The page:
The Most Popular Kids' Book Series Never Made Into Movies

Think about the modern advantages that music, sports and movie stars of past generations missed out on. Billie Holiday never got to make a music video, Hank Aaron never got to see himself star in an Xbox game, and Shirley Temple never got her own TV show, a recording contract or her own fragrance line.

Like these early-peaking stars, many beloved book series from decades ago -- some among the most popular book series in history -- missed out on the crossover success of modern monster franchises like Harry Potter, Twilight, Percy Jackson, A Series of Unfortunate Events and even Diary of a Wimpy Kid.

Sure, The Hardy Boys and Nancy Drew got their own groovy TV show back in late 70's, and Nancy even got a movie shot in 2007. Both star in new video games as well, with Jesse McCartney and Cody Linley voicing those hearty Hardys. And there are current plans to re-imagine Tom Swift, a book series that spanned from 1954-1971, as a film, video game, and television series set in the present day.

But what about my personal childhood favorite The Three Investigators (1964-1987)? Or, for that matter, (deep breath) Beverly Gray (1934–1955), Cherry Ames (1943–1968), Connie Blair (1948–1956), The Dana Girls (1934–1979), Ginny Gordon (1948–1956), Judy Bolton (1932–1967), Kay Tracey (1934–1942), Penny Parker (1939–1947), Sue Barton (1936–1952), Trixie Belden (1948–1986), Vicki Barr (1947–1967), Biff Brewster (1960–1965), Brains Benton (1959–1961), Bronc Burnett (1948–1967), Christopher Cool (1967–1969), Danny Dunn (1956–1977), Chip Hilton (1948–1965), Ken Holt (1949–1963), Rick Brant (1947–1968), or Tom Quest (1947–1955)?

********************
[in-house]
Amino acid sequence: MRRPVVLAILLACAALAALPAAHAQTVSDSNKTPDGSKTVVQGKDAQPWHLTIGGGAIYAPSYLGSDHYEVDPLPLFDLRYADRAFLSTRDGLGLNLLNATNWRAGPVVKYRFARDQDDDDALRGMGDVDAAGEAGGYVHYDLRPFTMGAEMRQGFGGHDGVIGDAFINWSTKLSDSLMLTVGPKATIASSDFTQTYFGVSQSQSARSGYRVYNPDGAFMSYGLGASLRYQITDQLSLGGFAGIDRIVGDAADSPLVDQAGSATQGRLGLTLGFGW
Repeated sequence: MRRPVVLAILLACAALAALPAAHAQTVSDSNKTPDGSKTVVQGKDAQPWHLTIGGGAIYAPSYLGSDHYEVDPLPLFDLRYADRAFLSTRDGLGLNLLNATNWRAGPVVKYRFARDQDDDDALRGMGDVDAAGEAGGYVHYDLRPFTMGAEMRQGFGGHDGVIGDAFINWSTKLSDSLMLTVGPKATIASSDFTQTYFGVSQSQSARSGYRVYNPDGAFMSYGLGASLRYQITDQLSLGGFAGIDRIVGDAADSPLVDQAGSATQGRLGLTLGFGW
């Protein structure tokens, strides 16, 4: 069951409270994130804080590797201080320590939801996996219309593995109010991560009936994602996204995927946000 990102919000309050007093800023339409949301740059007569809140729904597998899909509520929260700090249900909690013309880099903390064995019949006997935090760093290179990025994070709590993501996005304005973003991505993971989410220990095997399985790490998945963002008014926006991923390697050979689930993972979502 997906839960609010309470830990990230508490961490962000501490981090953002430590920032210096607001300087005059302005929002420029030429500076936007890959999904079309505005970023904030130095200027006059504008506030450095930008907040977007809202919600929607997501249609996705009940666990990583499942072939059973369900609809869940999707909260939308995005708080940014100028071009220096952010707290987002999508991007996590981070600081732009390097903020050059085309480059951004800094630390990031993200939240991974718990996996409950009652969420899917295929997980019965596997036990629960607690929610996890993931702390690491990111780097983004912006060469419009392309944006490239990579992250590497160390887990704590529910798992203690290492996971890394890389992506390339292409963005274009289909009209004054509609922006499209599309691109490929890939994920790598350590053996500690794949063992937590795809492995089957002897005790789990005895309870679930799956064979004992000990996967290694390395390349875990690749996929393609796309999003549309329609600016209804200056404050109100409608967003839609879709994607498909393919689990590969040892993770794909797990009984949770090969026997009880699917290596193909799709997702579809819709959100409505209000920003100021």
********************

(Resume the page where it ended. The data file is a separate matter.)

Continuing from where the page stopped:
Unlike real people, these books can wait forever on library shelves and Amazon warehouses for their turns on the big screen, but why should they? I'm sure many would even endure inelegant updates to get there. "Danny Dunn and the Weather Machine" could be remade as "Double-D and the Climate Changer." "Trixie Belden and the Red Trailer Mystery" could become "Trixie B. and the Red Hybrid Dilemma." Imagine what Julia Roberts' fraternal kids Hazel and Phinnaeus could eventually do for "The Bobbsey Twins."

All I'm saying to Hollywood is this: Before you make movies from books that haven't even been published yet, give some of these classics a chance (or have your interns comb through Wikipedia like I did). You've got plenty of young actors; there's gotta be a few vehicles in there worth taking out for a fresh spin.

Which of these series would you most like to see on the big screen? Chime in now!

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Classic Books Every Kid Should Read

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